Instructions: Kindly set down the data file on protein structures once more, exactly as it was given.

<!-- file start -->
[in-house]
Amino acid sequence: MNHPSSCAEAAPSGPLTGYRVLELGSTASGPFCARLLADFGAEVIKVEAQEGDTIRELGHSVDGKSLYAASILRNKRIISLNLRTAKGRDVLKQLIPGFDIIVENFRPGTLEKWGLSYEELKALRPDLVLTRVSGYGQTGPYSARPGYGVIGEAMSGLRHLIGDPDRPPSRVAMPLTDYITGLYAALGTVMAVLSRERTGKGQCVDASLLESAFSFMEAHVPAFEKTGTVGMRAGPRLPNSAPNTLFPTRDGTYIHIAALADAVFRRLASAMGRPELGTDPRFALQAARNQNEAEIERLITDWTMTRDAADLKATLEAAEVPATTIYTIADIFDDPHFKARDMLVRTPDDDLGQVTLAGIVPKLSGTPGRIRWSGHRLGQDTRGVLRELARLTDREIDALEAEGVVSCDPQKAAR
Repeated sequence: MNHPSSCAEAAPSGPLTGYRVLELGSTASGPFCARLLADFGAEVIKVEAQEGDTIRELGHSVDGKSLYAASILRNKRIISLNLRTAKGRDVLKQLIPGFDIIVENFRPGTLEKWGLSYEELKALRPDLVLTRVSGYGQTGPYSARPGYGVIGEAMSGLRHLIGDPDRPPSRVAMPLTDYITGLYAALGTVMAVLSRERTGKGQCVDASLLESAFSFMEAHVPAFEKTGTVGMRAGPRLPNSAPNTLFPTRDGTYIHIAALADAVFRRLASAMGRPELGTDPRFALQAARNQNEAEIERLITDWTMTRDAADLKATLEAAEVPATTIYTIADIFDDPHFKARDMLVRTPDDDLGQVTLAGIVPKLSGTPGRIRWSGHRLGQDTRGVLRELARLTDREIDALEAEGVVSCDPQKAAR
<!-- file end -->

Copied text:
[in-house]
Amino acid sequence: MNHPSSCAEAAPSGPLTGYRVLELGSTASGPFCARLLADFGAEVIKVEAQEGDTIRELGHSVDGKSLYAASILRNKRIISLNLRTAKGRDVLKQLIPGFDIIVENFRPGTLEKWGLSYEELKALRPDLVLTRVSGYGQTGPYSARPGYGVIGEAMSGLRHLIGDPDRPPSRVAMPLTDYITGLYAALGTVMAVLSRERTGKGQCVDASLLESAFSFMEAHVPAFEKTGTVGMRAGPRLPNSAPNTLFPTRDGTYIHIAALADAVFRRLASAMGRPELGTDPRFALQAARNQNEAEIERLITDWTMTRDAADLKATLEAAEVPATTIYTIADIFDDPHFKARDMLVRTPDDDLGQVTLAGIVPKLSGTPGRIRWSGHRLGQDTRGVLRELARLTDREIDALEAEGVVSCDPQKAAR
Repeated sequence: MNHPSSCAEAAPSGPLTGYRVLELGSTASGPFCARLLADFGAEVIKVEAQEGDTIRELGHSVDGKSLYAASILRNKRIISLNLRTAKGRDVLKQLIPGFDIIVENFRPGTLEKWGLSYEELKALRPDLVLTRVSGYGQTGPYSARPGYGVIGEAMSGLRHLIGDPDRPPSRVAMPLTDYITGLYAALGTVMAVLSRERTGKGQCVDASLLESAFSFMEAHVPAFEKTGTVGMRAGPRLPNSAPNTLFPTRDGTYIHIAALADAVFRRLASAMGRPELGTDPRFALQAARNQNEAEIERLITDWTMTRDAADLKATLEAAEVPATTIYTIADIFDDPHFKARDMLVRTPDDDLGQVTLAGIVPKLSGTPGRIRWSGHRLGQDTRGVLRELARLTDREIDALEAEGVVSCDPQKAAR